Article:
Tuesday, April 8, 2008

Let´s all get Dixie fried

James Luther Dickinson (also known as Jim) likes to stay in the background a bit. If you look solely at his own discography - the guy´s got only seven albums under his belt since 1972 - he doesn´t come across as one of the most productive dudes in the music industry. That´s not at all true though, as Dickinson seems to be recording his own stuff on the side, while regarding his career as an ace sideman and producer as his main claim to fame. Active in the Memphis scene since the mid-sixties, he worked as a session player with Aretha Franklin, Sam & Dave, the Rolling Stones (that´s his piano you hear on Wild Horses), Jason & The Scorchers, Meat Puppets, Primal Scream, Rocket From The Crypt and Bob Dylan (on the great Time Out Of Mind). And that´s just the tip of the iceberg. His production credits include such classic albums as Ry Cooder´s Into The Purple Valley, Big Star´s third album Sister Lovers, Alex Chilton´s Like Flies On Sherbert and the Replacements´ Pleased To Meet Me

From the production manifesto on his website: "A record is a ´totem´, a document of an unique, unrepeatable event worthy of preservation and able to sustain historic life. The essence of the event is its soul. Record production is a subtle, covert activity. The producer is an invisible man. His role remains a mystery. During the recording process there is an energy field present in the studio - to manipulate and to maximize that presence - to focus on the peculiar ´harmony of the moment´ is the job of the producer. Music has a spirit beyond the notes and rhythm. To foster that spirit and to cause it to flourish - to capture it at its peak is the producer's task". Nicely put. More record producers should see their job as such methinks...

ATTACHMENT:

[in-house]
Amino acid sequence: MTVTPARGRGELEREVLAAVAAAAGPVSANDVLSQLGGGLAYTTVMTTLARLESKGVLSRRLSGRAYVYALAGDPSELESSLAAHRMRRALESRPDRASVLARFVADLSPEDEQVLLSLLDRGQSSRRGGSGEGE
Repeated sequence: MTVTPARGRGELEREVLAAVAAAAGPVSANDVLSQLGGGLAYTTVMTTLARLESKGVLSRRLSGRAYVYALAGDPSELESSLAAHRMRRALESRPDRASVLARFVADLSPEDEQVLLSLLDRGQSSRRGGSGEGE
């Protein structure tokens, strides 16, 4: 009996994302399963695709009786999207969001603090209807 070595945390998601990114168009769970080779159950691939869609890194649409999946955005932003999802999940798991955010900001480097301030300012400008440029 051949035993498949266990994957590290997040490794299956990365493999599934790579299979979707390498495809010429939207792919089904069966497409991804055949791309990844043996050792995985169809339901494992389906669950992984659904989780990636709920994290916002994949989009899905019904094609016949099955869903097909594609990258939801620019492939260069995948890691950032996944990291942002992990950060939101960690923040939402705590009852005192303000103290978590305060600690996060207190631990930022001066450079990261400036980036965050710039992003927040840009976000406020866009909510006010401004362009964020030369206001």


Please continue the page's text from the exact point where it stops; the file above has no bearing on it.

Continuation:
From Dickinson´s own recorded oeuvre, I like his debut the best. Dixie Fried (´72) features an infectious hodgepodge of styles, changing from psychedelic soul to southern rock and boogie to country to New Orleans rhythm and blues and back again. His psychedelic treatment of Dylan´s John Brown is a lot more fun than the ´63 original, with a special mention for the slithering horns. O How She Dances reminds one of Tom Waits in full carny-mode, while the funky title track is pure southern r&b. "Let´s all get Dixie fried!" The credits don´t make it clear, but my guess is that the great Dr. John is behind the piano here. And I guess it must be the nighttripper on Wild Bill Jones as well, as that song sounds straight out of New Orleans. You can buy a copy of Dixie Fried on the Sepia Tone label.

James Luther Dickinson - Dixie Fried MP3
James Luther Dickinson - John Brown MP3
James Luther Dickinson - O How She Dances MP3
James Luther Dickinson - Wild Bill Jones MP3
Bob Dylan - John Brown MP3


tincaveerman@gmail.com said...

With headphones it sounds really great. Complete threedimensional sound!!!

Unknown said...

You forgot two of Jim's contributions to music of the present day. He's the father of Luther and Cody Dickinson of the North Mississippi Allstars.

Ramone666 said...

Good one MRedge, I guess that counts as a contribution too... The new NMA album is said to be very good, too.